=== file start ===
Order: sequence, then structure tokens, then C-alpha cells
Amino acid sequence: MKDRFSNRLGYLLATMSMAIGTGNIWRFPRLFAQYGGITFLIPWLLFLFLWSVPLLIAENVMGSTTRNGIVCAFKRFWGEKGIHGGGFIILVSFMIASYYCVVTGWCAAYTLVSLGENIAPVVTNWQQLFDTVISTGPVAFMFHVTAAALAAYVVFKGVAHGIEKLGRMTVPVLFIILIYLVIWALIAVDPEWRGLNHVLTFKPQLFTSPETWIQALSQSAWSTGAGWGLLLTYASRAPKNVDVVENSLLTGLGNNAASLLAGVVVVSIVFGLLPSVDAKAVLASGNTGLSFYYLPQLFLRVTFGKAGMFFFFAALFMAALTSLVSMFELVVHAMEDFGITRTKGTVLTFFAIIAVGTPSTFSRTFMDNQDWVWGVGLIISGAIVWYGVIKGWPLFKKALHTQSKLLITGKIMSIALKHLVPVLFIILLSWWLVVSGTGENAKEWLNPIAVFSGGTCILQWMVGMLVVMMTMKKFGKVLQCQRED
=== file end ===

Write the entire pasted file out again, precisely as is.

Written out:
Order: sequence, then structure tokens, then C-alpha cells
Amino acid sequence: MKDRFSNRLGYLLATMSMAIGTGNIWRFPRLFAQYGGITFLIPWLLFLFLWSVPLLIAENVMGSTTRNGIVCAFKRFWGEKGIHGGGFIILVSFMIASYYCVVTGWCAAYTLVSLGENIAPVVTNWQQLFDTVISTGPVAFMFHVTAAALAAYVVFKGVAHGIEKLGRMTVPVLFIILIYLVIWALIAVDPEWRGLNHVLTFKPQLFTSPETWIQALSQSAWSTGAGWGLLLTYASRAPKNVDVVENSLLTGLGNNAASLLAGVVVVSIVFGLLPSVDAKAVLASGNTGLSFYYLPQLFLRVTFGKAGMFFFFAALFMAALTSLVSMFELVVHAMEDFGITRTKGTVLTFFAIIAVGTPSTFSRTFMDNQDWVWGVGLIISGAIVWYGVIKGWPLFKKALHTQSKLLITGKIMSIALKHLVPVLFIILLSWWLVVSGTGENAKEWLNPIAVFSGGTCILQWMVGMLVVMMTMKKFGKVLQCQRED